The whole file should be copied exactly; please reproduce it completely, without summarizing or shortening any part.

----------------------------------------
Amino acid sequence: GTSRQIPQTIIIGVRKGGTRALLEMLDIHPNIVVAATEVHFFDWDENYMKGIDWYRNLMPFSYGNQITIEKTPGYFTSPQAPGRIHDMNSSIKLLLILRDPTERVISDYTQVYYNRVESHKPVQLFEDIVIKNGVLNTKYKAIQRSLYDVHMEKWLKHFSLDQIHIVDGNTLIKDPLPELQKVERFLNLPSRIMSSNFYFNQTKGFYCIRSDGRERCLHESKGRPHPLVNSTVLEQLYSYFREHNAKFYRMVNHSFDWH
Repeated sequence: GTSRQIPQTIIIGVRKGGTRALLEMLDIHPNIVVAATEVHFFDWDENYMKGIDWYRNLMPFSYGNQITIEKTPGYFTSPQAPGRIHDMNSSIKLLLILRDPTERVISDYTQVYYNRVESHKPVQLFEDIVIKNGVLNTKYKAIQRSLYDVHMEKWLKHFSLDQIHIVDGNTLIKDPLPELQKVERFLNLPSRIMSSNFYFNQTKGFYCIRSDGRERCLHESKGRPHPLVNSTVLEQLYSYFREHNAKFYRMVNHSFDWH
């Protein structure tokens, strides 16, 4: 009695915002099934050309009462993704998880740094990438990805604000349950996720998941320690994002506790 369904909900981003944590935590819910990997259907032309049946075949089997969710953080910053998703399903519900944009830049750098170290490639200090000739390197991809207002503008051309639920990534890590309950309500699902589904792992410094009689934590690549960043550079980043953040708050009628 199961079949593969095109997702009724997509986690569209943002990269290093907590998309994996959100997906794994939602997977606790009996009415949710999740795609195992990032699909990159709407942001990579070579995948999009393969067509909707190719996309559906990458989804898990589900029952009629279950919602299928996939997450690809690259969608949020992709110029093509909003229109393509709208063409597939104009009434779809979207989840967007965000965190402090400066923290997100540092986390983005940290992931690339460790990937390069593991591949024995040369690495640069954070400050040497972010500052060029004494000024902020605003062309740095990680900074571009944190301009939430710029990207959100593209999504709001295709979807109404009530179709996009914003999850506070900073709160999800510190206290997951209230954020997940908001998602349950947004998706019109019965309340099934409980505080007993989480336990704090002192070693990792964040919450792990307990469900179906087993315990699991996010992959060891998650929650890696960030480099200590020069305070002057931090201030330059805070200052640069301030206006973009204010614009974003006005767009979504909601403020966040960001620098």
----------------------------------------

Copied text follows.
Amino acid sequence: GTSRQIPQTIIIGVRKGGTRALLEMLDIHPNIVVAATEVHFFDWDENYMKGIDWYRNLMPFSYGNQITIEKTPGYFTSPQAPGRIHDMNSSIKLLLILRDPTERVISDYTQVYYNRVESHKPVQLFEDIVIKNGVLNTKYKAIQRSLYDVHMEKWLKHFSLDQIHIVDGNTLIKDPLPELQKVERFLNLPSRIMSSNFYFNQTKGFYCIRSDGRERCLHESKGRPHPLVNSTVLEQLYSYFREHNAKFYRMVNHSFDWH
Repeated sequence: GTSRQIPQTIIIGVRKGGTRALLEMLDIHPNIVVAATEVHFFDWDENYMKGIDWYRNLMPFSYGNQITIEKTPGYFTSPQAPGRIHDMNSSIKLLLILRDPTERVISDYTQVYYNRVESHKPVQLFEDIVIKNGVLNTKYKAIQRSLYDVHMEKWLKHFSLDQIHIVDGNTLIKDPLPELQKVERFLNLPSRIMSSNFYFNQTKGFYCIRSDGRERCLHESKGRPHPLVNSTVLEQLYSYFREHNAKFYRMVNHSFDWH
């Protein structure tokens, strides 16, 4: 009695915002099934050309009462993704998880740094990438990805604000349950996720998941320690994002506790 369904909900981003944590935590819910990997259907032309049946075949089997969710953080910053998703399903519900944009830049750098170290490639200090000739390197991809207002503008051309639920990534890590309950309500699902589904792992410094009689934590690549960043550079980043953040708050009628 199961079949593969095109997702009724997509986690569209943002990269290093907590998309994996959100997906794994939602997977606790009996009415949710999740795609195992990032699909990159709407942001990579070579995948999009393969067509909707190719996309559906990458989804898990589900029952009629279950919602299928996939997450690809690259969608949020992709110029093509909003229109393509709208063409597939104009009434779809979207989840967007965000965190402090400066923290997100540092986390983005940290992931690339460790990937390069593991591949024995040369690495640069954070400050040497972010500052060029004494000024902020605003062309740095990680900074571009944190301009939430710029990207959100593209999504709001295709979807109404009530179709996009914003999850506070900073709160999800510190206290997951209230954020997940908001998602349950947004998706019109019965309340099934409980505080007993989480336990704090002192070693990792964040919450792990307990469900179906087993315990699991996010992959060891998650929650890696960030480099200590020069305070002057931090201030330059805070200052640069301030206006973009204010614009974003006005767009979504909601403020966040960001620098």